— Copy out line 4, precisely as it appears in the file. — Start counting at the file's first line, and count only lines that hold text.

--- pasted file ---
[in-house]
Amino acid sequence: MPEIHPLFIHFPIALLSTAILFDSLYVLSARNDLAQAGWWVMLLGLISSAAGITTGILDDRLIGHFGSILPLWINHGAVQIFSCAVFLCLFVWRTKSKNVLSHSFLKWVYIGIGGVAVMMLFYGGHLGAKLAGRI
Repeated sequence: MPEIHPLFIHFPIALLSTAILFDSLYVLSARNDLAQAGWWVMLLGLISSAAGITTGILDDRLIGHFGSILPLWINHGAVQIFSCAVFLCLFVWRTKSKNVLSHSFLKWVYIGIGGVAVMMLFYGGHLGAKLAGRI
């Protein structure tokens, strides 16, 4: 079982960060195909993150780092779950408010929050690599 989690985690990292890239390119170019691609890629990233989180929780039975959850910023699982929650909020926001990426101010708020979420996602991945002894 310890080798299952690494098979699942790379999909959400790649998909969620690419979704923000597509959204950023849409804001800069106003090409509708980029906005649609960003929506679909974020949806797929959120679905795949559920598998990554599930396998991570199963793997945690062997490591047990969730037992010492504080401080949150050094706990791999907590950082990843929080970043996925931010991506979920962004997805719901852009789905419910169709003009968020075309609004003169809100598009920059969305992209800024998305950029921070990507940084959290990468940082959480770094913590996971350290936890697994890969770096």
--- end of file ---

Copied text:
């Protein structure tokens, strides 16, 4: 079982960060195909993150780092779950408010929050690599 989690985690990292890239390119170019691609890629990233989180929780039975959850910023699982929650909020926001990426101010708020979420996602991945002894 310890080798299952690494098979699942790379999909959400790649998909969620690419979704923000597509959204950023849409804001800069106003090409509708980029906005649609960003929506679909974020949806797929959120679905795949559920598998990554599930396998991570199963793997945690062997490591047990969730037992010492504080401080949150050094706990791999907590950082990843929080970043996925931010991506979920962004997805719901852009789905419910169709003009968020075309609004003169809100598009920059969305992209800024998305950029921070990507940084959290990468940082959480770094913590996971350290936890697994890969770096």